RHCE SNPs rs676782 (C/c; polymorphism P103S) and rs609320 (E/e; polymorphism A226P) were genotyped as in Perry et al. [23], performing a co-amplification of the surrounding regions, with FAM and HEX dye-labeled primers, and then a digestion of the products with MnlI restriction enzyme, whereas the RHD deletion was determined through a TaqMan quantitative PCR assay performed as in Perry et al. [23]. Since the RhD negative variant is due to the deletion of the RHD gene and both RHD and RHCE present a high sequence identity, we have focused our analysis on the flaking regions of these genes. We sequenced two regions of 6 kilobases (kb) each, upstream and downstream of the RHD gene outside the Rhesus boxes (GRCh37/hg19 coordinates chr1:25578836-chr1:25585562 and chr1:25664732-chr1:25671293, respectively) as delimited by Perry et al. [23], and a region of 6 kb downstream the RHCE gene (chr1:25682780-chr1:25688684). We amplified these three regions following a Long Touchdown PCR protocol using the primers by Perry et al. [23]. and new designed primers for the downstream region of the RHCE gene (Table S1 and Figure S1). After the PCR amplification, the concentration of the products was normalized in order to prepare a library using the Illumina® Nextera XT DNA Library Preparation Kit before sequencing with Illumina MiSeq® with 2 × 250 cycles.

Mapping, variant calling, and phasing

Sequencing reads were mapped with the reference genome GRCh37/hg19 using the Burrows-Wheeler Aligner (BWA) software [25]. Mean sequencing coverage for each sample was calculated (Figure S2) in order to ascertain sequence quality. Then, SNP calling was performed with the Genome Analysis Tool Kit (GATK) v3.5 software package [26]. To define the Rh phenotype in our samples, we selected a position within the RHD gene (chr1:25627957) and created a virtual SNP to represent the lack (T) or presence (C) of the gene copy, referring to the RhD negative or RhD positive phenotype, respectively. Then, we merged our data with those from Perry et al. [23] and used the SHAPEIT v2.778 software [27, 28] to infer haplotypes. Generated data files are available in: https://figshare.com/s/e0fce29f846e741c601c. Samples and SNP genotyping information is available in Bioproject accession number: PRJNA473473. Sequence data can be found at GenBank accession numbers: MH404266-MH404429 for RHD upstream flanking region; MH404430-MH404569 for RHD downstream flanking region; and MH404570-MH404669 for RHCE downstream flanking region.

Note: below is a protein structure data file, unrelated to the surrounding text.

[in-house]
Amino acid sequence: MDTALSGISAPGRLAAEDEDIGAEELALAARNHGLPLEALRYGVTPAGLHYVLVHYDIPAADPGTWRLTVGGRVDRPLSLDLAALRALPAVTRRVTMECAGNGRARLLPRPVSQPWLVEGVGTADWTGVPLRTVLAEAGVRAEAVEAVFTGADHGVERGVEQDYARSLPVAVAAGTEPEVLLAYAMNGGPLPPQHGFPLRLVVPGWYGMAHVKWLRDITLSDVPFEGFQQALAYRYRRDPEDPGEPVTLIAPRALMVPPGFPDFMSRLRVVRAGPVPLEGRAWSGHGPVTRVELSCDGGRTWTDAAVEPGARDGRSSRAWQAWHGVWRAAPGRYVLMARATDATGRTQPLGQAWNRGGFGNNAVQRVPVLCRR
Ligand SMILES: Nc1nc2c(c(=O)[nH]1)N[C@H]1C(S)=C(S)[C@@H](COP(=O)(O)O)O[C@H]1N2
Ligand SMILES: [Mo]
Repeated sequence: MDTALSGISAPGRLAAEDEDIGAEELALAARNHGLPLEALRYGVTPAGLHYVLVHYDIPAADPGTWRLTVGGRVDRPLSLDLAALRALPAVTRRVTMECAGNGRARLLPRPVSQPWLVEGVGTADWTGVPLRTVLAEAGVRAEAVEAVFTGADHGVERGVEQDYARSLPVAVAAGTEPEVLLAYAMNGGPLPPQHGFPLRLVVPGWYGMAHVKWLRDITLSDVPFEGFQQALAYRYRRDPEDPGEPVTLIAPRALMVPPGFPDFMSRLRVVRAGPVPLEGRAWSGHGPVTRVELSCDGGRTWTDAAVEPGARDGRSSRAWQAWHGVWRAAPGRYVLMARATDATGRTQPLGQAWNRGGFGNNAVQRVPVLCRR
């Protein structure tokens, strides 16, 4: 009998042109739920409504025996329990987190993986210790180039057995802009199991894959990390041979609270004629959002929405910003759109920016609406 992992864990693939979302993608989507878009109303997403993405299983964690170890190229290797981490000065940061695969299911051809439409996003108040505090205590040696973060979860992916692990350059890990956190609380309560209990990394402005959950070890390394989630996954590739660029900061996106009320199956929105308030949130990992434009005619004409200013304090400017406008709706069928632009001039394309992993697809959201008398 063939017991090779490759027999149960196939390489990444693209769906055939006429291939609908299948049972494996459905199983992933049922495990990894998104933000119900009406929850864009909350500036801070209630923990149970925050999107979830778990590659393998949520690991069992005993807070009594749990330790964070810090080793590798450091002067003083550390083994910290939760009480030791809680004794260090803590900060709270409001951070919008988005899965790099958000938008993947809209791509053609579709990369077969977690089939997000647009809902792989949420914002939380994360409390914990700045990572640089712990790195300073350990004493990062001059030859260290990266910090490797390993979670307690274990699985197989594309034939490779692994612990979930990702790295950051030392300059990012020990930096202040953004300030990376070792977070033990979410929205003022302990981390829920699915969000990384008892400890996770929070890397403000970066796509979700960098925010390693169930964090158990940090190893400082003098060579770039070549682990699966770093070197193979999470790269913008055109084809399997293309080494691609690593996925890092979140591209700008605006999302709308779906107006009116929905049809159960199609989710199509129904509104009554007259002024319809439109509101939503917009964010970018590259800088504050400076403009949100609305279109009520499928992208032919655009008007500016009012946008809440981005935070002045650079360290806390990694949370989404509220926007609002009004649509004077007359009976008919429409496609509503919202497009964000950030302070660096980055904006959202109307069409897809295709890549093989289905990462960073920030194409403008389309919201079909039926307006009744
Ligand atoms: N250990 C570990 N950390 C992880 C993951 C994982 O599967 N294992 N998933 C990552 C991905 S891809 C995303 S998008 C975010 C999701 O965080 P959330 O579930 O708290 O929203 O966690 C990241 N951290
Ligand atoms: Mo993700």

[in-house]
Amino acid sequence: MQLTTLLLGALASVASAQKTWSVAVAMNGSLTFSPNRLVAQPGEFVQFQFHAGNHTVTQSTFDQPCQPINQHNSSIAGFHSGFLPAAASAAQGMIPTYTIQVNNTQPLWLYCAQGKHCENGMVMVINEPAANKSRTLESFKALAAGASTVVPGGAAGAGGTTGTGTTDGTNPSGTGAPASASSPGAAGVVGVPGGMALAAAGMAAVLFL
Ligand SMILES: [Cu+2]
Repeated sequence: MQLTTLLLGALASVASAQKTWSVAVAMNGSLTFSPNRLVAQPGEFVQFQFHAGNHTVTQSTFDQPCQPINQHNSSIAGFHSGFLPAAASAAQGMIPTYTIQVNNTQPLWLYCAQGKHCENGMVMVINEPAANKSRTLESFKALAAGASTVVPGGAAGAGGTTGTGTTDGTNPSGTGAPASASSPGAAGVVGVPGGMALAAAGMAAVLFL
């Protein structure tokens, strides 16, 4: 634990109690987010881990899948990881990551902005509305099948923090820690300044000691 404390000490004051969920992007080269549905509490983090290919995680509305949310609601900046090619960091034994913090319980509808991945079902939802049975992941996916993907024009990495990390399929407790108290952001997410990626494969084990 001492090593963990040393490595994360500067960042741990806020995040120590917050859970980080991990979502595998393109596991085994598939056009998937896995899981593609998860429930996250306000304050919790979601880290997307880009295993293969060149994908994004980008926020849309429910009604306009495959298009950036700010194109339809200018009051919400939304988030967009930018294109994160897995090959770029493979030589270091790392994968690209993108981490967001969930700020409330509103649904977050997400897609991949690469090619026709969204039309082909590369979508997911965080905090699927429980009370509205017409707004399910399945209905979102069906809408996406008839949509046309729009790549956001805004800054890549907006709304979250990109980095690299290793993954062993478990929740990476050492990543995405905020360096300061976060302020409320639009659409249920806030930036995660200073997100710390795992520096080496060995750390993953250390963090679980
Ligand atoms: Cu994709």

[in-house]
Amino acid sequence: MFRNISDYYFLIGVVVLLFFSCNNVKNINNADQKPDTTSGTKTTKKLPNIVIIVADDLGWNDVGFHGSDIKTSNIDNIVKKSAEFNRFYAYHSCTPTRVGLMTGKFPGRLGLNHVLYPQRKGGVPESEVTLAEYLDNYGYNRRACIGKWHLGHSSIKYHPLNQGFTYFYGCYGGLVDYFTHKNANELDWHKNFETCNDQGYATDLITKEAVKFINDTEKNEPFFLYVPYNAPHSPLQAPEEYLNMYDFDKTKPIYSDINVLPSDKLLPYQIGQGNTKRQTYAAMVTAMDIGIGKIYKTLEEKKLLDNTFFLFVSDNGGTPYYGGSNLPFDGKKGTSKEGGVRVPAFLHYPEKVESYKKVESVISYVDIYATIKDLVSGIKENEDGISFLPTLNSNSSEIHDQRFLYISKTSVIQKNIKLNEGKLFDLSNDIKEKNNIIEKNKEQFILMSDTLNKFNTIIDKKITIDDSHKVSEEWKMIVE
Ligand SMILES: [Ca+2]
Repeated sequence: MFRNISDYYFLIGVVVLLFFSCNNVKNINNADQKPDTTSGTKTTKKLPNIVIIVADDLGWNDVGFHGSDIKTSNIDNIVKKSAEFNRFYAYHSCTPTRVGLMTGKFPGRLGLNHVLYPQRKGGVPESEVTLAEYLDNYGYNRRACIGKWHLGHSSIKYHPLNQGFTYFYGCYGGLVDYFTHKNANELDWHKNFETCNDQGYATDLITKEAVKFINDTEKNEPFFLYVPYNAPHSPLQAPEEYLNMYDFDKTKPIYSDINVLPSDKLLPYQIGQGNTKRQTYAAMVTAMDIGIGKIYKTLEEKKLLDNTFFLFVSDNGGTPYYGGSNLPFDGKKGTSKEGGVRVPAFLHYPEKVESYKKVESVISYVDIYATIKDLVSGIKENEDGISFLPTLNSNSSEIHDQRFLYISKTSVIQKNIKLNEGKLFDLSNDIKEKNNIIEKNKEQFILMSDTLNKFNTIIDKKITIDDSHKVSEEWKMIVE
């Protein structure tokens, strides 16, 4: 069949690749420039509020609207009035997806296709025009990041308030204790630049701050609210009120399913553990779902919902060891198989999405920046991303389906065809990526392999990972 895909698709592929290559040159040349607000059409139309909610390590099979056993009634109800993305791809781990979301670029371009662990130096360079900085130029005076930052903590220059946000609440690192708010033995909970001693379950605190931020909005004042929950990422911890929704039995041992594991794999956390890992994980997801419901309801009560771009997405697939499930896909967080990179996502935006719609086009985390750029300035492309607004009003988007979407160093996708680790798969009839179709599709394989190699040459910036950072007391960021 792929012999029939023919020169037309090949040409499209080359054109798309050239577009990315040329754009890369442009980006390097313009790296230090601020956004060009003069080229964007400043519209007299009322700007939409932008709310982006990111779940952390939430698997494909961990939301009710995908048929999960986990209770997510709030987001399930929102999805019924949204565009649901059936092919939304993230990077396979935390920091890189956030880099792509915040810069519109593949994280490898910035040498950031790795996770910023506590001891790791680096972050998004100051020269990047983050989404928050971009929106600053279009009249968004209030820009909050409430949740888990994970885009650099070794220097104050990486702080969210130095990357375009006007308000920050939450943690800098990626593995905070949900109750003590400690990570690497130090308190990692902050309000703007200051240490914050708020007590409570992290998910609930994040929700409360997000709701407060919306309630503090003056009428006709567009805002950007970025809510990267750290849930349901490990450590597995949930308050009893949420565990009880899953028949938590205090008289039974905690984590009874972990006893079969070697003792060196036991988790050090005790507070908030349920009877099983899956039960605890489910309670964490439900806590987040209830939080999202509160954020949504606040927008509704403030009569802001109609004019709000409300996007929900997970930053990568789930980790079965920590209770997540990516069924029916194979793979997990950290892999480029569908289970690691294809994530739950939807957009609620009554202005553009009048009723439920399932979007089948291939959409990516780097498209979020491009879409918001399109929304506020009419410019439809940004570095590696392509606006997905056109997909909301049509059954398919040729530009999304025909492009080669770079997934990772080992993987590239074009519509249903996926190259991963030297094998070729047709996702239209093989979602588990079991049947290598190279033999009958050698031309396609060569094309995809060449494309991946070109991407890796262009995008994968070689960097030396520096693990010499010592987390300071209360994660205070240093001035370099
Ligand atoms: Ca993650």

Sequence analysis

Summary statistics were calculated using DnaSP v5.10.1 (ref. [29]) and genetic structure measured by FST values were calculated by region using Arlequin v3.5.2.2. (ref. [30]). Patterns of linkage disequilibrium (LD) within populations were calculated with the Haploview v4.2 (ref. [31]). Each LD block analysis was performed by population, and all three Rh regions were analyzed and plotted together in order to detect LD between different regions. Blocks were estimated by using the confidence intervals algorithm defined by Gabriel et al. [32] and Hardy-Weinberg p-values and minimum minor allele frequency cut-offs were set at 0.0001 and 0.05, respectively. The virtual RHD SNP was excluded in the LD block analyses. In order to define the relationship of the inferred haplotypes over the regions among populations and Rh genotypes, median-joining networks were obtained for both RHDup and RHDdown regions, together and separately, by using the Fluxus Network v5 and Fluxus Network Publisher v2.1.1.2 programs [33]. FST values for the D/d, E/e, and C/c variants were calculated as recommended by Bhatia et al. [34] in order to avoid artifacts due to sample size differences, adapting the R script by Di Gaetano et al. [35]. To compare the Rh values to a genomic reference, genome-wide FST values of 74255 SNPs were estimated in the CEU, CHB and YRI populations from HapMap Phase III [36], Moroccans [37], Basques [38], and Catalans (unpublished data).

Results

RHD and RHCE phenotypes, genotypes, and haplotypes